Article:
The Kindred Group, whose list of brands includes Unibet and 32Red, has this week been the subject of a £2.2 billion takeover bid from La Francaise Des Jeux (FDJ), the French National Lottery operator.
And so tantalising has that offer proven to be that the Scandinavian operator’s board of directors has recommended to shareholders to accept it when put to a vote in the weeks ahead.
The second half of 2023 and into 2024 has proven to be a quiet time for merger and acquisition activity in the gambling sector, as economic challenges and regulatory crosswinds have left many of the big players with a wait-and-see approach.
But the lure of better fiscal times ahead has convinced FDJ that now is the time to pull the trigger – and it could spell a raft of takeover activity ahead in 2024.
Moving On Up
It would be fair to say that 2023 was a tough year for the Kindred Group.
Below-par results meant that EPS predictions were missed in both March and September – effectively meaning that the firm was unable to meet its shareholder expectations.
Heads rolled, with Henrik Tjarnstrom one of the most high-profile members of the senior management team to resign, with up to 300 more people let go as the firm tightened its purse-strings.
In March, Kindred was hit with a £7.1 million fine from the UK Gambling Commission after two of its brands – 32Red and Platinum Gaming – were found to have failed to meet their social responsibility obligations.
A strategic review saw the company change focus, with a full removal from the lucrative North American market planned, and impose a tacit agreement that a merger or buy-out would be sought. According to industry speculation, the likes of Entain, 888 and a number of capital venture firms were approached to get a gauge of any interest, but none of them decided to come up with a concrete offer.
The takeover bid from FDJ is the first known interest to have been received, with shareholders now encouraged to accept the terms offered. It’s thought that five key groups – including Corvex Management and Eminence Capital – own around 28% of all the firm’s shares, and will have major influencing power on the final decision.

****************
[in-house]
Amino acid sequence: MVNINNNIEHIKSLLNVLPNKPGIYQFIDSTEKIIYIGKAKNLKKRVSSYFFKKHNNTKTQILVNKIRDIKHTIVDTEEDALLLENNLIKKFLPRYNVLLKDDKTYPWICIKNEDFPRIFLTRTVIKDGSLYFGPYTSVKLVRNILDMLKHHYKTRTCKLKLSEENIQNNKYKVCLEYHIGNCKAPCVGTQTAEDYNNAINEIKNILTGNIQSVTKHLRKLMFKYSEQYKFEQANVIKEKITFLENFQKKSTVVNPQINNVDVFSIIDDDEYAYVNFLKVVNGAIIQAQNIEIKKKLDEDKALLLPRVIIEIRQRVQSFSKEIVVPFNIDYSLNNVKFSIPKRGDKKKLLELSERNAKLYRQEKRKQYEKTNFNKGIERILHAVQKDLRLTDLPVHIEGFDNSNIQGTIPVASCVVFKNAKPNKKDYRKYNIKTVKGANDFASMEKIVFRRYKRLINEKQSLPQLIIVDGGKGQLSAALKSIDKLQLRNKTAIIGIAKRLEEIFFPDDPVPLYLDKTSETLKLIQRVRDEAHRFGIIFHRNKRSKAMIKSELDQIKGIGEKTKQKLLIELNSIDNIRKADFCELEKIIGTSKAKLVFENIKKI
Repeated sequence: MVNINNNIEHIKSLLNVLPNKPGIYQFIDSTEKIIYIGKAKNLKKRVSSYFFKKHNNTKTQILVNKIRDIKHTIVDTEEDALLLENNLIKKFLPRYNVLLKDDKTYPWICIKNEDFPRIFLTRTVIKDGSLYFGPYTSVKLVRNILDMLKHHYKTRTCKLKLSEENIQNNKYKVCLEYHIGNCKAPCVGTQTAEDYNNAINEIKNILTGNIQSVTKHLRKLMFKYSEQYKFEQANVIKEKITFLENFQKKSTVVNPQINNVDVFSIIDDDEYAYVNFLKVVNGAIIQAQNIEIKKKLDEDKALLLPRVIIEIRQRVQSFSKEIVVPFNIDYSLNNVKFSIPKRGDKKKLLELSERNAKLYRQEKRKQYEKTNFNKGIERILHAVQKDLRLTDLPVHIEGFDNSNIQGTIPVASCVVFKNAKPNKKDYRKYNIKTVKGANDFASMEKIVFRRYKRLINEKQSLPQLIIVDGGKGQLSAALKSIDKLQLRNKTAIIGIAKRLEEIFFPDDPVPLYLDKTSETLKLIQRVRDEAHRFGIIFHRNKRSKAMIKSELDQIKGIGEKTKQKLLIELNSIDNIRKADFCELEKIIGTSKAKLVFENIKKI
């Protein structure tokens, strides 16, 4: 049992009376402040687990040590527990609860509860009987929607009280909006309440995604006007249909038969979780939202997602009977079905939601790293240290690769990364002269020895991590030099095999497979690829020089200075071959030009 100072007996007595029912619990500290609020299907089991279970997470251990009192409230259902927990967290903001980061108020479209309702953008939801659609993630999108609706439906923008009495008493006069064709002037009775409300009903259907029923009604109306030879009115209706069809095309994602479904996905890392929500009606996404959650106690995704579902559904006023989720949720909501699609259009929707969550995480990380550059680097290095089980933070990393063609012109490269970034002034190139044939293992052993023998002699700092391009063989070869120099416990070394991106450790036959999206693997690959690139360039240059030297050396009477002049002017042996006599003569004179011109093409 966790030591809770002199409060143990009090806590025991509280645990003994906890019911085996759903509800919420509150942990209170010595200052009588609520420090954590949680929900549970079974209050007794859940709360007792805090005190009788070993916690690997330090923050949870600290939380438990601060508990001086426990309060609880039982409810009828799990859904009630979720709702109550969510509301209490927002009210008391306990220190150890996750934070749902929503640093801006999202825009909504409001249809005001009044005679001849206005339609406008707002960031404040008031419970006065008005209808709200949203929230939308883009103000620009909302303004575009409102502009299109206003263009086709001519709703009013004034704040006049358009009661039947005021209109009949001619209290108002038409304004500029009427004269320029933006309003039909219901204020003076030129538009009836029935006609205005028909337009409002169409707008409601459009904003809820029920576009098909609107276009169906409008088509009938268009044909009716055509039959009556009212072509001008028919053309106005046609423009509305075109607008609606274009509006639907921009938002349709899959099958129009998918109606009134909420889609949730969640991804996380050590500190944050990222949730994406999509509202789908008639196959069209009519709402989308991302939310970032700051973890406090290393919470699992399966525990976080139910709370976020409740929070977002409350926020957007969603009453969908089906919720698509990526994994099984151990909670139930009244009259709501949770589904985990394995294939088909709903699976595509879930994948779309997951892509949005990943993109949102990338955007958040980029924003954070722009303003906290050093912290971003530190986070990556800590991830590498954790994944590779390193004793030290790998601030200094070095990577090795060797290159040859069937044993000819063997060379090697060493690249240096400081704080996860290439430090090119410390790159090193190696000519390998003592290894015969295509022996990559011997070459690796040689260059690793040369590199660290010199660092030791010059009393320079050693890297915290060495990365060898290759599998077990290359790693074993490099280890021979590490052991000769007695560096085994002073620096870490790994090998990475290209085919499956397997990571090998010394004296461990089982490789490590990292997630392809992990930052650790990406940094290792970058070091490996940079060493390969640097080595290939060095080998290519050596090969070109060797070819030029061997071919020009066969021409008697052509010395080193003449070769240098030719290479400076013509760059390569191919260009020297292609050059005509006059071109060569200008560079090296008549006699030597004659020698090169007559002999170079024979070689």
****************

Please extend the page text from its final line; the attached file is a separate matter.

“I believe that combining with FDJ, Kindred can accelerate the delivery of long-term strategic projects, continue to grow in core markets, and provide a trusted source of entertainment to customers,” so said Kindred’s chief executive, Nils Andén. “It will also speed up our path towards 100 per cent locally regulated revenue.”
Better results in the final quarter of 2023 – revenue was up to £312 million, a 2% increase on the same period a year earlier, has at least sparked some positivity amongst Kindred’s invested parties and could yet see the takeover plot rejected.
The acceptance window will open late in February, before expiring in November if no decision has yet been made.
FDJ can lay claim to being the second largest lottery operator in Europe, running the games in their native France as well as in Ireland, where they acquired Premier Lotteries Ireland (PLI) in the second half of 2023 to take on exclusive running of the Irish draw until 2034.
The French government used to have a controlling interest in the firm, but that was reduced to 20% when FDJ went public in 2019 – since when they have begun to expand via a series of acquisitions.
Now, FDJ has made no secret of their desire to expand into the new gambling markets, with online sports betting and casino gaming thought to be high up on the list. To that end, they’ve already brought out ZEturf, one of France’s premier horse racing betting outlets.
The Kindred Group’s suite of brands would afford them a leg-up in the UK and across the continent while providing them the rights to the firm’s intellectual property – which would include the software upon which a handful of sportsbooks operate.
“In this market, Kindred is one of the leading operators, combining strong brands, best-in-class technology platforms, an attractive growth profile and a committed approach to responsible gaming,” said FDJ chair, Stéphane Pallez.
So there’s plenty of weight in the potential takeover for both parties, although of course there’s the potential for a rival bidder or two to enter the fray now that Kindred have made their receptive stance known publicly.